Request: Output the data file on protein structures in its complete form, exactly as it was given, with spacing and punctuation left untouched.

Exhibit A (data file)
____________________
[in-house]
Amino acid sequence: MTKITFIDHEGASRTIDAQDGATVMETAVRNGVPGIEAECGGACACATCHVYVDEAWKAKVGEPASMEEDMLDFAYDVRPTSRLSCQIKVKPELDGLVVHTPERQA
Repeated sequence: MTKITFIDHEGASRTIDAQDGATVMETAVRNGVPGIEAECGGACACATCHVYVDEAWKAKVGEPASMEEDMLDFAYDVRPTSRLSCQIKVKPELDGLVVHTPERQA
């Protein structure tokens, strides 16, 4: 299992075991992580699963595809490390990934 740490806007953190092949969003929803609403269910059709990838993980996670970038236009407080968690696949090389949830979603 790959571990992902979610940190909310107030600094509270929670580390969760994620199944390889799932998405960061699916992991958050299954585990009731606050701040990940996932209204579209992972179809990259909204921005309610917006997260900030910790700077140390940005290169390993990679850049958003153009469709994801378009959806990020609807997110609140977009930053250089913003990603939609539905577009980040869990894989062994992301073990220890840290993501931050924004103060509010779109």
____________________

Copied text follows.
[in-house]
Amino acid sequence: MTKITFIDHEGASRTIDAQDGATVMETAVRNGVPGIEAECGGACACATCHVYVDEAWKAKVGEPASMEEDMLDFAYDVRPTSRLSCQIKVKPELDGLVVHTPERQA
Repeated sequence: MTKITFIDHEGASRTIDAQDGATVMETAVRNGVPGIEAECGGACACATCHVYVDEAWKAKVGEPASMEEDMLDFAYDVRPTSRLSCQIKVKPELDGLVVHTPERQA
């Protein structure tokens, strides 16, 4: 299992075991992580699963595809490390990934 740490806007953190092949969003929803609403269910059709990838993980996670970038236009407080968690696949090389949830979603 790959571990992902979610940190909310107030600094509270929670580390969760994620199944390889799932998405960061699916992991958050299954585990009731606050701040990940996932209204579209992972179809990259909204921005309610917006997260900030910790700077140390940005290169390993990679850049958003153009469709994801378009959806990020609807997110609140977009930053250089913003990603939609539905577009980040869990894989062994992301073990220890840290993501931050924004103060509010779109």